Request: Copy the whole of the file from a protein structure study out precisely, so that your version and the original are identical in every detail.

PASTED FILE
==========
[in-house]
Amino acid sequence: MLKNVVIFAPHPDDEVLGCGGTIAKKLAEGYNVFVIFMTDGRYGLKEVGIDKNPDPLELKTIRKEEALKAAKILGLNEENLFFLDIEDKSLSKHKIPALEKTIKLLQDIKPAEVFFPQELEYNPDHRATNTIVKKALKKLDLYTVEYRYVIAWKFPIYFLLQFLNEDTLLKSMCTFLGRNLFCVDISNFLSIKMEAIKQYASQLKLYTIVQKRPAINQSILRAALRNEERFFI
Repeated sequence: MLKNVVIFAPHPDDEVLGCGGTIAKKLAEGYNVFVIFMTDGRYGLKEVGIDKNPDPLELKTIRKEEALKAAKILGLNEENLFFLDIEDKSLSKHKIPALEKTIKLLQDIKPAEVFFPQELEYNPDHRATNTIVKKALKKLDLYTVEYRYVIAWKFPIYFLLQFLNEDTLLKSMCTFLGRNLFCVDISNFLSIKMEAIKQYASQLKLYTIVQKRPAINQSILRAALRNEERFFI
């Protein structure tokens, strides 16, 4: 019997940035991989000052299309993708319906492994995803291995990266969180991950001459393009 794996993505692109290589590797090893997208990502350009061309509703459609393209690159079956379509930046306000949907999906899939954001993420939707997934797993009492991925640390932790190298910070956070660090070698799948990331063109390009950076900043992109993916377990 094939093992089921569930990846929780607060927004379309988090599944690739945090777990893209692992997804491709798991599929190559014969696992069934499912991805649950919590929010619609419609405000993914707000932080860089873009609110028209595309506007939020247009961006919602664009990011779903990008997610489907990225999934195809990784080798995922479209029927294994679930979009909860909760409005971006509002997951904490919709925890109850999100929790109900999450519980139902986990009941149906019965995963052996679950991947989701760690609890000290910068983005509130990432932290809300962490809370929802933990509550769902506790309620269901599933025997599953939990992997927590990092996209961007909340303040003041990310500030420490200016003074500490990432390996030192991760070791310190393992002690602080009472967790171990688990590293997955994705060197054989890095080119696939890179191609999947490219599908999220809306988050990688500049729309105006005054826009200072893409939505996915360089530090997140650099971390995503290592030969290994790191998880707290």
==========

[in-house]
Amino acid sequence: MLKNVVIFAPHPDDEVLGCGGTIAKKLAEGYNVFVIFMTDGRYGLKEVGIDKNPDPLELKTIRKEEALKAAKILGLNEENLFFLDIEDKSLSKHKIPALEKTIKLLQDIKPAEVFFPQELEYNPDHRATNTIVKKALKKLDLYTVEYRYVIAWKFPIYFLLQFLNEDTLLKSMCTFLGRNLFCVDISNFLSIKMEAIKQYASQLKLYTIVQKRPAINQSILRAALRNEERFFI
Repeated sequence: MLKNVVIFAPHPDDEVLGCGGTIAKKLAEGYNVFVIFMTDGRYGLKEVGIDKNPDPLELKTIRKEEALKAAKILGLNEENLFFLDIEDKSLSKHKIPALEKTIKLLQDIKPAEVFFPQELEYNPDHRATNTIVKKALKKLDLYTVEYRYVIAWKFPIYFLLQFLNEDTLLKSMCTFLGRNLFCVDISNFLSIKMEAIKQYASQLKLYTIVQKRPAINQSILRAALRNEERFFI
């Protein structure tokens, strides 16, 4: 019997940035991989000052299309993708319906492994995803291995990266969180991950001459393009 794996993505692109290589590797090893997208990502350009061309509703459609393209690159079956379509930046306000949907999906899939954001993420939707997934797993009492991925640390932790190298910070956070660090070698799948990331063109390009950076900043992109993916377990 094939093992089921569930990846929780607060927004379309988090599944690739945090777990893209692992997804491709798991599929190559014969696992069934499912991805649950919590929010619609419609405000993914707000932080860089873009609110028209595309506007939020247009961006919602664009990011779903990008997610489907990225999934195809990784080798995922479209029927294994679930979009909860909760409005971006509002997951904490919709925890109850999100929790109900999450519980139902986990009941149906019965995963052996679950991947989701760690609890000290910068983005509130990432932290809300962490809370929802933990509550769902506790309620269901599933025997599953939990992997927590990092996209961007909340303040003041990310500030420490200016003074500490990432390996030192991760070791310190393992002690602080009472967790171990688990590293997955994705060197054989890095080119696939890179191609999947490219599908999220809306988050990688500049729309105006005054826009200072893409939505996915360089530090997140650099971390995503290592030969290994790191998880707290």